Accession of Croatia to the EU has not yet brought the expected benefits. Zagreb hoped for the influx of the EU funds into the state economy. For a long time, Croatia hardly made use of the EU funds (according to some sources, on the level just above what the country was paying into the EU budget), so the results from this year has been optimistic. In the first half of 2016 Croatia withdrawn over EUR500m from the common European budget. This result almost double the amount withdrawn overall in 2015 (EUR558m) and in 2014 (EUR548m). Most of the funds powered development of transport and environmental protection, entrepreneurship, investments in the renovation of student dormitories, research projects etc. Yet, it is much too early to reap the European fruits. Firstly, the money hasn’t had enough time to “turn around” the Croatian economy. Secondly, how much of the spending will indeed be pumped in Croatia’s economy than into foreign companies. Tenders and projects in the construction sector, transportation and environmental protection are usually open to well-prepared investors from other EU states, Turkey or China. Transfer of technologies also goes from the West to the East rather than the other direction. To protect environment Croatia will rather buy technologies and consult Western advisors than produce and implement some new solutions on its own. At least not in such a short period of time. Therefore it is up to the state to be able not only to use the EU funds but to absorb them into the domestic economy, and, what is equally important, to redistribute the newly created wealth within the society. The time will show whether Andrej Plenković will stand for it and let the money into the domestic companies and further into society or will mention the well-known “we stand for European integration”.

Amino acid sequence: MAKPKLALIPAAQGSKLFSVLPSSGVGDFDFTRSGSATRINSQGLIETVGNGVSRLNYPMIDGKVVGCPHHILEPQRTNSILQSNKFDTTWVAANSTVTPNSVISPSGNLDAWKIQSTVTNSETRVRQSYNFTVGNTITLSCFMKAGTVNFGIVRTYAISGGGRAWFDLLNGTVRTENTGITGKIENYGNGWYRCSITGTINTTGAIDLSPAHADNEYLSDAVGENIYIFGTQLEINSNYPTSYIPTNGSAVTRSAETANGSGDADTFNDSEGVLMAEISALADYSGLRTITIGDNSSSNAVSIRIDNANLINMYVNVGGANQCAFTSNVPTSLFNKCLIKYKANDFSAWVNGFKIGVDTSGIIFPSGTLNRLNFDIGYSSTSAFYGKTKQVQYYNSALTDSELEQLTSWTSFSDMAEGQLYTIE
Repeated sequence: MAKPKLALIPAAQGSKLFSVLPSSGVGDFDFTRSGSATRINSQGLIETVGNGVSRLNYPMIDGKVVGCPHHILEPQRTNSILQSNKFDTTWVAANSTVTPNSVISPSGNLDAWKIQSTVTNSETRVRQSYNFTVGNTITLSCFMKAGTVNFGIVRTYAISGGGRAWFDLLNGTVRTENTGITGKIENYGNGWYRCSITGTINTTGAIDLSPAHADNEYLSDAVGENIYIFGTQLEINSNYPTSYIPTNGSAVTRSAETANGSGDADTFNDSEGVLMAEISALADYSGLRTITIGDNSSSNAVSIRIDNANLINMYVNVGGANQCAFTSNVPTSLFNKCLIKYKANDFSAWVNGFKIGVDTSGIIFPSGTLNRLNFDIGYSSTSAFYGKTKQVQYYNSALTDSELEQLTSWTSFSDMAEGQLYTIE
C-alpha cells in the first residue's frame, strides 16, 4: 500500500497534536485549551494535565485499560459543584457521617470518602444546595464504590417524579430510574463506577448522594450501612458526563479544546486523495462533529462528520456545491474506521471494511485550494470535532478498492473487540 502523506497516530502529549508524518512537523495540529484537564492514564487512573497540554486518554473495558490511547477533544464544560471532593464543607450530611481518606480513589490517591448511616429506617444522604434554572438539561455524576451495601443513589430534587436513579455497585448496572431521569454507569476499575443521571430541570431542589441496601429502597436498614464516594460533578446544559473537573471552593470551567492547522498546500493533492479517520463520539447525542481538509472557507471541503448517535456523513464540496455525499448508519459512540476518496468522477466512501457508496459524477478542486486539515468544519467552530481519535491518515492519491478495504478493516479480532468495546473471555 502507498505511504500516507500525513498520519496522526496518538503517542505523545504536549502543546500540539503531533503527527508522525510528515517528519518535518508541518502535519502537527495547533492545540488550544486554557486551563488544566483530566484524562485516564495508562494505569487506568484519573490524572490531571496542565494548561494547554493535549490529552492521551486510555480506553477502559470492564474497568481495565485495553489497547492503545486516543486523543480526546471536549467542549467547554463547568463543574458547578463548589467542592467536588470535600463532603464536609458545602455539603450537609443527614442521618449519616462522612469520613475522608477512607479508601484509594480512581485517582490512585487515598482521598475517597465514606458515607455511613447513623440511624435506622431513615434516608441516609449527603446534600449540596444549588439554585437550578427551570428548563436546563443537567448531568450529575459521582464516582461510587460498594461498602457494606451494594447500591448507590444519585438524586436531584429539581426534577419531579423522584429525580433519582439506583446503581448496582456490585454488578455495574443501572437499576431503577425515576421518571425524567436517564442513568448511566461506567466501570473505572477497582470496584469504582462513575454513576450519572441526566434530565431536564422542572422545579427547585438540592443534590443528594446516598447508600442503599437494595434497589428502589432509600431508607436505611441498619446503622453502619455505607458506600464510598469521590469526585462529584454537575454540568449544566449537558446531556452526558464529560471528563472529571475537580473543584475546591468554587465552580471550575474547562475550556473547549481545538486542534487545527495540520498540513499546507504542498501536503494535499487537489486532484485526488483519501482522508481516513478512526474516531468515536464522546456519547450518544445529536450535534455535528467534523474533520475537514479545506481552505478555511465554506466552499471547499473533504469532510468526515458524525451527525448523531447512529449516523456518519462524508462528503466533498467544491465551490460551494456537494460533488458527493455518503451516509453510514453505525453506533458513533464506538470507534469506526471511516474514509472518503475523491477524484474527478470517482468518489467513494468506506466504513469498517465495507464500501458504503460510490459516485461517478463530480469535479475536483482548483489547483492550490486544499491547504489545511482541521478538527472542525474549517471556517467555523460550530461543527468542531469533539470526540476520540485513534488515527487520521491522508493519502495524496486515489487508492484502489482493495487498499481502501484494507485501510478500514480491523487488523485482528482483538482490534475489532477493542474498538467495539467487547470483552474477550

How much Croatian state in the Croatian economy?